Journal of Clinical Trials

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Mini Review - (2020)Volume 10, Issue 4

Intestinal Dysbiosis and Probiotics in COVID-19

Yasunari Kageyama1,2, Tetsu Akiyama3 and Tsutomu Nakamura1,3*
*Correspondence: Tsutomu Nakamura, Laboratory of Molecular and Genetic Information, Institute for Quantitative Biosciences, The University of Tokyo, Bunkyo-ku, Tokyo, Japan, Email:

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The COVID-19 pandemic has been an emerging threat to global public health. Several lines of evidence suggest that the causative virus SARS-CoV-2 infects the human intestinal epithelial cells as well as airway epithelial cells, suggesting that the enteric infection of SARS-CoV-2 has destructive effects on the intestinal microbiota and subsequently airway physiology and immunity through the gut-lung axis. Despite the important roles of the gut-lung axis in the antiviral immunity, only limited information is currently available concerning COVID-19-specific changes in the gut microbiome. This review summarizes recent knowledge of intestinal dysbiosis associated with COVID-19 patients and its potential contribution to the respiratory symptoms through the gut-lung axis. We also discuss the possibility of prophylactic and therapeutic use of probiotics in COVID-19, including our ongoing trial using Lactobacillus plantarum, which is known to have a wide variety of immunomodulatory activity against respiratory viral infections.


COVID-19; Dysbiosis; Gut-lung axis; Microbiome; Microbiota; Probiotics


The recent pandemic of COVID-19 has been an emerging threat to global public health. COVID-19 patients present with a spectrum of disease severity, ranging from asymptomatic or mild flu-like to critically ill cases with severe pneumonia potentially accompanied by acute respiratory distress syndrome (ARDS) and multiple organ failure [1,2]. The causative coronavirus, SARSCoV- 2, primarily infects a subpopulation of airway epithelial cells co-expressing angiotensin-converting enzyme 2 (ACE2), a cell surface viral receptor, and transmembrane serine protease 2 (TMPRSS2), a transmembrane protease that facilitates viral entry into host cells [3-5].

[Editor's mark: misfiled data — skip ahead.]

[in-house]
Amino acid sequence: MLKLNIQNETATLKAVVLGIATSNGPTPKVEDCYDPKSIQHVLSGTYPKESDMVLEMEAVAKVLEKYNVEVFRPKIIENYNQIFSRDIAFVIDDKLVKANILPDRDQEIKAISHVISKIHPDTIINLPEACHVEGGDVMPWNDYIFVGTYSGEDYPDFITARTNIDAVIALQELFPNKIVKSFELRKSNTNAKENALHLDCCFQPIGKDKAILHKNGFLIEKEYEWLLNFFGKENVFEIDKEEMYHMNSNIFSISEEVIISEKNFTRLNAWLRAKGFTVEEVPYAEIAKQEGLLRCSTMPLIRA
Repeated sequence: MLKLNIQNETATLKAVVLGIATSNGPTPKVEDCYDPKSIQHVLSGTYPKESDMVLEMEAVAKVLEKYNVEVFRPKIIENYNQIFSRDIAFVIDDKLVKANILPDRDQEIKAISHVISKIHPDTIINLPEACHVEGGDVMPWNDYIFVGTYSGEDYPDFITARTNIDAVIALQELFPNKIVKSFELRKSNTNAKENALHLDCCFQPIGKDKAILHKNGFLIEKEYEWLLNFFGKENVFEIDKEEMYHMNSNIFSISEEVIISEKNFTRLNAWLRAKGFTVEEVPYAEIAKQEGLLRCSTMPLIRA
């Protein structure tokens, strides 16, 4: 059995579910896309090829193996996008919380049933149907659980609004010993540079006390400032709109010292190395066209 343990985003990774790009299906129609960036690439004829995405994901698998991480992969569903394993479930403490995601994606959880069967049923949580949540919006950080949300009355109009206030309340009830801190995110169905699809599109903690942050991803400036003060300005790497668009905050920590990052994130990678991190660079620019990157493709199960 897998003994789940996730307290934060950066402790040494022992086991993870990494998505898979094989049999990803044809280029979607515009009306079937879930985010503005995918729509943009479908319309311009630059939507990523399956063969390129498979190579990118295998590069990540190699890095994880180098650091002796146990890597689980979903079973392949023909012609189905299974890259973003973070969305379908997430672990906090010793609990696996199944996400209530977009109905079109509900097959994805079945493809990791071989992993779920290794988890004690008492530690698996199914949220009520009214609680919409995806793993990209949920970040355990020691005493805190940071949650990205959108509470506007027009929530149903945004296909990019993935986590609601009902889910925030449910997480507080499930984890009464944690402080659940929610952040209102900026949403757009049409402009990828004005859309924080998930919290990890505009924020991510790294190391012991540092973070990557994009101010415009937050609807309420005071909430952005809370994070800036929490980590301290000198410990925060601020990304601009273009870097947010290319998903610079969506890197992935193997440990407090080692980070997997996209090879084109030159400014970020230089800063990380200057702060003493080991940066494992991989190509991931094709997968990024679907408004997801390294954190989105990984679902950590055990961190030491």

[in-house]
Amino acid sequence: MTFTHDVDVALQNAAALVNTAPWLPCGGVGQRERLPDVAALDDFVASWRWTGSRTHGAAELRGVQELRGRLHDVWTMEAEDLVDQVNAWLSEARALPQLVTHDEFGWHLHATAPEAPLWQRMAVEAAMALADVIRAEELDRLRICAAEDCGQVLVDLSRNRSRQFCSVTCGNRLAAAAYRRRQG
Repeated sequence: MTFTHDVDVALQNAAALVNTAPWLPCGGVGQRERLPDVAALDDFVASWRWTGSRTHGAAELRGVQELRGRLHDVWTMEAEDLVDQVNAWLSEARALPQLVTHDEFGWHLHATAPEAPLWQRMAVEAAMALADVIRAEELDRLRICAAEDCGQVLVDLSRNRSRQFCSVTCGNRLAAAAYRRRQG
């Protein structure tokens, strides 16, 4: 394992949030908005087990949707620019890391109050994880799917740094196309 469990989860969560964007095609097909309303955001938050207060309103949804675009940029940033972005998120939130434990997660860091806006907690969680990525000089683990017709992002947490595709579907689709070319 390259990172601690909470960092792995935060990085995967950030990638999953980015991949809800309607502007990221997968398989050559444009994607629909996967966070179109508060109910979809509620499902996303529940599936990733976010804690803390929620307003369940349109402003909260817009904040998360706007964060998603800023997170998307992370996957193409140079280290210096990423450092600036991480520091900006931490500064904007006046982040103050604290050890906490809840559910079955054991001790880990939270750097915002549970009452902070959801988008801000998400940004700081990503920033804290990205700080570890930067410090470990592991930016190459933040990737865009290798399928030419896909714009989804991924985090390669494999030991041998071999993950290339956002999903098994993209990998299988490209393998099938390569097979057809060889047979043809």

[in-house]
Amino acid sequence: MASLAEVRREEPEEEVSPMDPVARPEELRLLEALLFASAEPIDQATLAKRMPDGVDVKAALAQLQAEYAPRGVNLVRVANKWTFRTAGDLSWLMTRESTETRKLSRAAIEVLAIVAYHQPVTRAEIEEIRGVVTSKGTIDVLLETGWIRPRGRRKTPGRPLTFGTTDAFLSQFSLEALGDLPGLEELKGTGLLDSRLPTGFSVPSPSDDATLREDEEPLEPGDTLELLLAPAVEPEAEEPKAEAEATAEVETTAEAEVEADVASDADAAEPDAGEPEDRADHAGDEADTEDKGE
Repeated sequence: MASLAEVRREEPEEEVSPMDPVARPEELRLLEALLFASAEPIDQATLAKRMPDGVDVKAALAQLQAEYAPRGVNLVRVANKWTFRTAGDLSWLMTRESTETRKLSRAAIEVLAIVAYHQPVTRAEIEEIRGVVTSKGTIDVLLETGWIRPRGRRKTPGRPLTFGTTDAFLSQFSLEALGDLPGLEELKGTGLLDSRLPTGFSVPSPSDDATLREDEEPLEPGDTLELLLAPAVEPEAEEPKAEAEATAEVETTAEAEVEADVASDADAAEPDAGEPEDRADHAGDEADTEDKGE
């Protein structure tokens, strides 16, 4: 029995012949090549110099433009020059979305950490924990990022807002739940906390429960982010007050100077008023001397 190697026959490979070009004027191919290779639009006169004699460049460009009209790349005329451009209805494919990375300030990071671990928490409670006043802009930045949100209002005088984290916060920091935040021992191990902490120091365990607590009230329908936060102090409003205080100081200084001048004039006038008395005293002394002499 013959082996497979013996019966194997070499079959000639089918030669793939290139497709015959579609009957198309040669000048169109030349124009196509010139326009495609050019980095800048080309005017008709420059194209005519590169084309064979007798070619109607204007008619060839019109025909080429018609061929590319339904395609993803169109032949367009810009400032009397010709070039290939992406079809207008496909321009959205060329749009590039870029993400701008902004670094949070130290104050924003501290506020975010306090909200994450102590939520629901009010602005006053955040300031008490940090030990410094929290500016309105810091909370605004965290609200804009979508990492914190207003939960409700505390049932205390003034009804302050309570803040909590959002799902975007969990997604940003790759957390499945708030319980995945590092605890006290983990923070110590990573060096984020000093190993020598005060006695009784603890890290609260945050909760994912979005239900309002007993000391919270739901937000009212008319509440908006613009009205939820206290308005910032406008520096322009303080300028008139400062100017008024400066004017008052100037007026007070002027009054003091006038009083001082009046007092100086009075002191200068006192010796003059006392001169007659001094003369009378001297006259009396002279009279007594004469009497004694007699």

Notably, several lines of evidence suggest that the human intestinal tract is an additional target of SARS-CoV-2 infection. Many clinical studies have revealed that a considerable percentage of COVID-19 patients suffer from concurrent gastrointestinal manifestations, most commonly diarrhea and abdominal pain [6-8]. SARS-CoV-2 viral RNA has been detected in stool specimens and anal/rectal swabs of patients even after the clearance of the virus in the nasopharynx [9-11], and furthermore, infectious viruses have been isolated from feces of a COVID-19 patient with diarrhea [12]. ACE2 and TMPRSS2 are co-expressed in the lower gastrointestinal tract, particularly enterocytes and progenitor cells of the ileum and colon [4,5,13-15]. In fact, SARS-CoV-2 can infect human intestinal organoids and replicate actively [12,15-17]. These findings raise the possibility that the enteric infection of SARS-CoV-2 has negative effects on intestinal commensal microbesand subsequently airway physiology and immunity through the gutlung axis.

In this review, we summarize recent knowledge of intestinal dysbiosis in COVID-19 patients and discuss its potential contribution to the respiratory symptoms through the gut-lung axis and the possibility of anti-COVID-19 therapy using probiotic intestinal bacteria.

Intestinal Dysbiosis Associated with Covid-19

Accumulating evidence has highlighted a cross-talk between the intestinal microbiota and the respiratory tract, termed the gutlung axis, in which gut microbe-derived components and metabolites modulate airway physiology and immunity [18-21]. Dysbiosis of the gut microbiota leads to aberrant immune tone in the respiratory epithelium and mucosa, which can trigger impaired immune responses to respiratory viral infections. Despite the important roles of the gut-lung axis in the antiviral immunity, only limited information is currently available concerning COVID-19-specific changes in the gut microbiome.

Intestinal Microbiota and Host’s Inflammatory Tone

Shen et al. previously conducted serum proteomic profiling of COVID-19 patients and established a blood proteomic risk score (PRS) for the prediction of the patients’ clinical outcomes [22]. In a recent preprint paper, the same research group has discovered a core set of gut bacterial taxa that are closely associated with the blood PRS in uninfected individuals [23]. The core taxa include genus Bacteroides, genus Streptococcus, genus Lactobacillus, family Ruminococcaceae, family Lachnospiraceae and order Clostridiales. Furthermore, the authors suggest a link between compositions of specific gut bacteria and susceptibility to severe COVID-19. Interestingly, a subset of the core taxa is correlated with the serum levels of proinflammatory cytokines, including TNF-α, IFN-γ, IL-1β, IL-2, IL-4, IL-6, IL-8, IL-10, IL-12p70, IL-13. In general, Bacteroides, Streptococcus, and Clostridiales are negatively correlated with the serum levels of tested cytokines, whereas Ruminococcus, Blautia, and Lactobacillus are positively correlated. Fecal metabolome and pathway analyses have identified 45 metabolites associated with the core taxa and revealed that the metabolites are involved in the amino acid-related metabolic pathways. The core bacterial taxa and the relevant metabolites may mediate between the gut microbiota and host inflammatory tone.